Toronto (Globe and Mail) – Tiger Woods quit professional golf this week. He didn’t use those words, but he might as well have.
Woods’s back is shot. He’s had three surgeries. Three months after the most recent one, he’s still incapacitated. He can walk for 10 minutes at a time, after which he needs to lie down. That’s it.
“I don’t want to have another procedure,” Woods told Time magazine. “If I don’t come back and I don’t play again, I still want to have a quality of life with my kids.”
Once anybody in the public eye starts down the naughty-politician route – going on about spending more time with family – they’ve already given up.
Tiger Woods is about to turn 40 years old. He’s the greatest player in golf history, perhaps the emblematic sportsman of his generation and he’s done. There hasn’t been much of a send-off because everyone is tired of his story. It’s hard to recall anyone in sports history who has fallen so far.
In retrospect, Woods’s second-greatest talent was in provoking feelings.
He worked hard at curating his image as a grim, unstoppable, club-swinging robot. He walked up a fairway so purposefully, it looked as though he’d spotted someone on the green he wanted to punch. But that was the extent of it. Aside from Woods’s need to win, there wasn’t much of a personality to get hold of.
Nonetheless, people have either loved or hated him. You cannot be ambivalent about him. That he’s finally getting to that point is just as big a sign as back problems that it’s time to give up.
At the height of his career, in the early aughties, Woods was universally admired. He defied our common instinct toward contrariness and idol toppling. Everybody wanted to see him win, forever. He was a living proof that compulsion can put you on top.
I suspect it was the ubiquity of that love that put him in such a terrible position once it all came apart. Generally, when an athlete is brought low by legal, off-the-playing-field shenanigans, it is an opportunity for reinvention.
The people who already like him have an opportunity to feel disappointed, a smug instinct that leads back around to sympathy. The people who didn’t now see him as a real person, and may change their minds. You need a mix of both to make that emotional soufflé rise.
But everybody loved Woods in the same cold, distant way. He seemed a lot better than the rest of us, a lot more put together. Having created that expectation, he had to maintain it.
We know how that turned out.
In the aftermath of his rolling sex scandals, Woods tried to go the humanizing route. He did a stilted mea culpa at a news conference (though, even at the time, one wondered why he was apologizing to fans for something that wasn’t any of their business).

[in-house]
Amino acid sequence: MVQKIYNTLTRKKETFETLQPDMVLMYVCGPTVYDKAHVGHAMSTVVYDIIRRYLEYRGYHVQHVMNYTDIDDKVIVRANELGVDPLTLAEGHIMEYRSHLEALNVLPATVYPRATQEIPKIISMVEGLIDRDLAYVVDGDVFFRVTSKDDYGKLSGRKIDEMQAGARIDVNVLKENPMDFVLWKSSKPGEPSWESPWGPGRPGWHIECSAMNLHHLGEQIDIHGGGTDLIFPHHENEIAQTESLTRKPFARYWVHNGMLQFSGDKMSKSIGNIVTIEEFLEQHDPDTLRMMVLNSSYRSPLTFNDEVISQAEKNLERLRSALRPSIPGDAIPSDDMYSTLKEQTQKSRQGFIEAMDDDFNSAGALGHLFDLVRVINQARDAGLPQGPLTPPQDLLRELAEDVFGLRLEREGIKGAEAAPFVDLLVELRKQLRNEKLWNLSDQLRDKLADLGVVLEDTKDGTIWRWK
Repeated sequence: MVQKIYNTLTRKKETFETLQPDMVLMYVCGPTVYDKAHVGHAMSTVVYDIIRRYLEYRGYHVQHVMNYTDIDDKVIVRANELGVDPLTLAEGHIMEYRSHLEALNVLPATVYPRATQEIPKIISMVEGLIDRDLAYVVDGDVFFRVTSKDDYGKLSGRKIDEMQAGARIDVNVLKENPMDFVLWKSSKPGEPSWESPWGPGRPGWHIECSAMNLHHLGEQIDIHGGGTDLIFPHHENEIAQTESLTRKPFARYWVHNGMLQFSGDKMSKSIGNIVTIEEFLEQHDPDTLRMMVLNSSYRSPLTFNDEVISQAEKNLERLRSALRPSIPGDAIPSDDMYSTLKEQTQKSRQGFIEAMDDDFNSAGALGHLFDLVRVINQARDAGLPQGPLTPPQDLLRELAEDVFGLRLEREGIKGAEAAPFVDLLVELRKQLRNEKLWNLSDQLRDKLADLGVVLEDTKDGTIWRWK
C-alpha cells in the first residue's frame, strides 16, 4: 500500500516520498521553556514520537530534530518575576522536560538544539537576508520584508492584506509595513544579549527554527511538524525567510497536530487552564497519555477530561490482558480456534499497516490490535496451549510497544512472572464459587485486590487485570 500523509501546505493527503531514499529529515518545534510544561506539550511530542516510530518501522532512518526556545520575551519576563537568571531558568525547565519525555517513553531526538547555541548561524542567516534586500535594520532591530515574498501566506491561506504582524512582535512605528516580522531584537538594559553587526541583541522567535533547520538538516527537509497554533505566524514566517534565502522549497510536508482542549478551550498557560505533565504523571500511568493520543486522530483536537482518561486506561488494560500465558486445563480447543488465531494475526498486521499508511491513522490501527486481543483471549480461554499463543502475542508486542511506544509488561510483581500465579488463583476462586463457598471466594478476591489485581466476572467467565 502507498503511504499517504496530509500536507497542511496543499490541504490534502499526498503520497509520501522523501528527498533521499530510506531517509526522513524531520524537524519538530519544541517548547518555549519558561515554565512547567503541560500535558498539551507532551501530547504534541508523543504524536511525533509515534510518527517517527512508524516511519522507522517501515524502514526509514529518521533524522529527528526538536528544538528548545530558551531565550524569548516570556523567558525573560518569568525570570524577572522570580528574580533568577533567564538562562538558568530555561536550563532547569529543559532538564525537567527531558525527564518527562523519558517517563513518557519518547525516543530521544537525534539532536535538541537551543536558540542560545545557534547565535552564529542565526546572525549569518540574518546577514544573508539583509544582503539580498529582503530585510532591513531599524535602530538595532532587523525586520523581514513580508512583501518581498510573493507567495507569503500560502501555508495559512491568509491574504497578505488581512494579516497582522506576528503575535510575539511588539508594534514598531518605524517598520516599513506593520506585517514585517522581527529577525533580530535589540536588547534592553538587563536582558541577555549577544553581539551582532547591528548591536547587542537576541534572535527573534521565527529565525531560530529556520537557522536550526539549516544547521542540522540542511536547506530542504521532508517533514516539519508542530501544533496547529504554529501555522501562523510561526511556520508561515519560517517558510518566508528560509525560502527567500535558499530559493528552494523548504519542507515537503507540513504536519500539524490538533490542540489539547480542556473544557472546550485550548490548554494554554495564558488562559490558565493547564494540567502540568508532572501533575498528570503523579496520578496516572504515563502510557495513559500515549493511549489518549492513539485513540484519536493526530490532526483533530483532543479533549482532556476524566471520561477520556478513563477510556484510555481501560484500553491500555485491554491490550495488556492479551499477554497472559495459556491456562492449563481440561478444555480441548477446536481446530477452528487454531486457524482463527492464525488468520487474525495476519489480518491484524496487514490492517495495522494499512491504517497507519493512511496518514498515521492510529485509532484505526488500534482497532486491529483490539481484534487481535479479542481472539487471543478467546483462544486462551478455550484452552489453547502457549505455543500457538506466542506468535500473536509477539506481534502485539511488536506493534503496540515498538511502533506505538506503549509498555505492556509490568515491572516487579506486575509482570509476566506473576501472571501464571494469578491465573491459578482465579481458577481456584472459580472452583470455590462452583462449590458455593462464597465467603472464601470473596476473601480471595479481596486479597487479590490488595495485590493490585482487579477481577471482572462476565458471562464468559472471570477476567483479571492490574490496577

What would read as fragility in another person looked like weakness in Woods. For the first time ever, he was giving in.
An ad was released featuring audio of Woods’s dead father, Earl, gently interrogating his son: “I want to find out what your thinking was. I want to find out what your feelings are. And, did you learn anything?”
It took Woods a while to locate his game again, but he did find it. We forget that he was chosen the PGA’s player of the year just two years ago. For most other athletes, that would have been a good enough resurrection story.
But Woods had set his own bar too high. It was either win majors or remain irrelevant.
It didn’t help much that after a brief appearance of Tiger 2.0 – the uncomfortable oversharer – Woods retreated back into po-faced blandness. When he found a new girlfriend, Olympic ski champion Lindsey Vonn, it felt like a match arranged in a Nike boardroom. Even his sincerity seemed insincere.
The injuries became more serious and Woods’s game disintegrated.
After a two-month, mid-season sabbatical, he showed up at last year’s Masters. He was the largest draw on the course. It wasn’t even close.
Spectators at Augusta keep quiet when in the vicinity of the players, but they do talk in whispers. Not around Woods. His appearances on the green were greeted by total silence. Even diminished and unliked, he could still prompt awe.
That was his last chance. Woods played well enough, but was never in contention. He finished tied for 17th.
By his golden standard, it was a disaster. The Woods we used to know would have come out afterward in a silent rage. This new Woods shrugged. He thought he’d done okay.
It had been 10 years since he’d won a Masters. Everyone had stopped believing he could do it again. Even Woods.
He played most of the summer, never finishing higher than 10th. He missed three cuts, including a shambolic outing at the U.S. Open.
People stopped talking about the comeback. This fade into mediocrity was the comeback – just not the one advertisers wanted.
He spoke publicly this week before a tournament he hosts, but can’t play in.
“There is no timetable [to return],” Woods said. “There’s really nothing I can look forward to, nothing I can build towards.”
He did a wide-ranging and unusually intimate Q and A with Time’s Lorne Rubenstein that reads like an obituary.
“I peaked at 11, to be honest with you,” Woods said. “I went 36 and 0 that year, never lost a tournament, all in California. And I probably had the cutest girlfriend in all of sixth grade. And I had straight A’s. No A-minuses. They were all perfect A’s. I peaked at 11. I’ve been trying to get back to that since.”
It might be the most human thing Woods has ever said – simultaneously cocky and self aware. It’s the sort of quote that might turn a few people back in his direction. He ought to have tried it earlier.
As farewells go, it’s not much. But it may have to do.